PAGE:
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So, does Flip Flaps stop Aesclepius from taking Pure Illusion and using it to rule the world? No. Aesclepius is destroyed by Mimi in an offhandedly dismissive show of power. Their main contribution becomes what they were, not what they are or can do. Does Flip Flaps help stop Mimi and save the world from being overrun by Pure Illusion? No. Salt spends most of the last three episodes making his way to the Aesclepius’ destroyed base (with Nyunyu and Sayuri in tow) to use ELPIS to enter Pure Illusion. And what does he do there? He watches as his daughter solves the problem and resolve the issues at hand. The only thing Salt does is reject the temptation to reset and fix his mistakes…a temptation that only comes up because he was there. Salt was completely irrelevant to the resolution of the series.

This is not to say that Flip Flaps and Aesclepius should not have been in the story. Just like how a real-life Thomasson, despite its uselessness, has become a type of art that is often worth preserving, these Narrative Thomassons provide extra texture and information about the world of the show. Flip Flaps is not NERV, but that is also the point of Flip Flaps, and Flip Flappers more generally. To look past the form of something and see through to the personal stories that really matter.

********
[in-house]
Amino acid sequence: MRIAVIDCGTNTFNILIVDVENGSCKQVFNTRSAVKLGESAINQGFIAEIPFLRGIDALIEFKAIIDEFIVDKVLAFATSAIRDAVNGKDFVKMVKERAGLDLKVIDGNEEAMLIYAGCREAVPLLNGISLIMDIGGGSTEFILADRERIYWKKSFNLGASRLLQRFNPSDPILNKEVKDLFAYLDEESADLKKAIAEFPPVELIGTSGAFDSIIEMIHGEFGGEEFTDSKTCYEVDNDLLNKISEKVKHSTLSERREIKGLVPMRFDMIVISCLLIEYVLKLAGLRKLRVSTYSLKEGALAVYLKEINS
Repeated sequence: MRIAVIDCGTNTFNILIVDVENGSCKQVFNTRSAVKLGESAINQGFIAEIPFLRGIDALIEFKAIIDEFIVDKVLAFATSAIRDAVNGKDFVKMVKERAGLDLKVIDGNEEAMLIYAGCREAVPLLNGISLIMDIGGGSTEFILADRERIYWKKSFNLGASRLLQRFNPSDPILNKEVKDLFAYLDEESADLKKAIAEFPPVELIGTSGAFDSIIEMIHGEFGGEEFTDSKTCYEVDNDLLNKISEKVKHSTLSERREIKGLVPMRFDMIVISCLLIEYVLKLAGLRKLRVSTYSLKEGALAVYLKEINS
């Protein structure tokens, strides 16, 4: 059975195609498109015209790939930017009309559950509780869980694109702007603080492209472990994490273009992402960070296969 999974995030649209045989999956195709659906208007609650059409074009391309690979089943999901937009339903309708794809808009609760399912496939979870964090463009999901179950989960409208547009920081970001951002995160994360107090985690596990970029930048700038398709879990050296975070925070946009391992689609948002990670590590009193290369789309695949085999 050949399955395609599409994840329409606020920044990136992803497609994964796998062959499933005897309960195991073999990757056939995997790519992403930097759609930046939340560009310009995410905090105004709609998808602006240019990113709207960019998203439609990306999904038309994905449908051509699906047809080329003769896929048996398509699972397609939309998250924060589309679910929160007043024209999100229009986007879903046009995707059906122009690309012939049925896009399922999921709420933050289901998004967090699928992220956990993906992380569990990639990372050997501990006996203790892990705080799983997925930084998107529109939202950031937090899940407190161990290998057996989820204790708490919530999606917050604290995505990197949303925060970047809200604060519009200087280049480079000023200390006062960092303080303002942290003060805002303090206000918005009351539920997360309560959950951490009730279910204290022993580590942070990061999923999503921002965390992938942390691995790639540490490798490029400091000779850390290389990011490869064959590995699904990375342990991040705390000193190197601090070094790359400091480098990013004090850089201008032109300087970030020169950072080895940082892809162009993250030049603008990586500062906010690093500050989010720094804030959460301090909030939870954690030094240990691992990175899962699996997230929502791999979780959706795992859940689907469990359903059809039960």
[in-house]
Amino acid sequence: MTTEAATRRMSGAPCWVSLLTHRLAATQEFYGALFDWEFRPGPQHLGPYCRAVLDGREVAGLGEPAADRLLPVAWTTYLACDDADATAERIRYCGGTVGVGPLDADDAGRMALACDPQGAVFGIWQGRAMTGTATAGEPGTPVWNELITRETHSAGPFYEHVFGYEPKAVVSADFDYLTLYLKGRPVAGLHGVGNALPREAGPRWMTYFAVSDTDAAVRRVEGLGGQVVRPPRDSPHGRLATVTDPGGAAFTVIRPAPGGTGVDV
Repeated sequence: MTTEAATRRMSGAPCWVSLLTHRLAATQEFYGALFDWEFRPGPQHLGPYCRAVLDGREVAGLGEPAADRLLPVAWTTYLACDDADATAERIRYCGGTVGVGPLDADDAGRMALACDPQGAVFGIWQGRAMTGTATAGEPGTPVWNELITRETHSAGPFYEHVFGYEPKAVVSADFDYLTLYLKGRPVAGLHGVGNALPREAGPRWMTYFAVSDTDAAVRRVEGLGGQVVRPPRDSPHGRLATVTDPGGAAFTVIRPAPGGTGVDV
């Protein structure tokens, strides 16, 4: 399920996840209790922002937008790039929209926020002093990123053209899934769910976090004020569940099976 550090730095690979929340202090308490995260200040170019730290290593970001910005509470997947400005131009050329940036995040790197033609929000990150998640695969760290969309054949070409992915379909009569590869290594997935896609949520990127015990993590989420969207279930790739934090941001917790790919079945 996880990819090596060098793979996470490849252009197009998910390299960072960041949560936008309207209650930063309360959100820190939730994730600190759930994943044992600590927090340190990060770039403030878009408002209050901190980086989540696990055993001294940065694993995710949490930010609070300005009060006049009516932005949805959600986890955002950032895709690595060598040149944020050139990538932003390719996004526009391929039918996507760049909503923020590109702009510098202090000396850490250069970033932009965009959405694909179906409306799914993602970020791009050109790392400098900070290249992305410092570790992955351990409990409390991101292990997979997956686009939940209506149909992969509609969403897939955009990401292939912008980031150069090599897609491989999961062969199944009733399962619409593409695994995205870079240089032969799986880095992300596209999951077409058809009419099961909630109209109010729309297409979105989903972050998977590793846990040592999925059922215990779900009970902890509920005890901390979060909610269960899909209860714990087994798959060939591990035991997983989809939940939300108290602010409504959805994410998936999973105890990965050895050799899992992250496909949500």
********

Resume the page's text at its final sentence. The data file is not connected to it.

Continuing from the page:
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3 thoughts on “Narrative Relics: The Thomassons of Flip Flappers

  1. Pingback: Index of Flip Flappers Reviews and Articles – Flip Flapping!

  2. To add onto the idea:

    Evangelion’s influence needs no more explanation. Likewise, its parallels in Flip Flap do not need someone to explain it. We respect conventions and traditions not because it is useful but because we think it is cool.

    Evangelion after all uses nonsensical Christian allegories and they would not be viewed as necessary in a story. But the Christian imagery is seen as important anyway like the Thommasson narratives in your post.

    You could say all narratives have some Thommason in one way or another; we respect them out of a perceived belief that they add texture of the show. It is a personal touch by the staff of the work in question. A silly reference to a silly thing that shows Flip Flappers is made by people, not robots.

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    1. Kelira Telian

      This is a good point! Also I feel that many of the things in Evangelion (and other similarly widely referenced works) that did not, when created, have a “real” meaning, gain more meaning by being referenced elsewhere.

      Evangelion has cross-shaped explosions because they look cool. But when another show has cross-shaped explosions, its because they look cool and the people making it thought they were cool in Evangelion. And so on.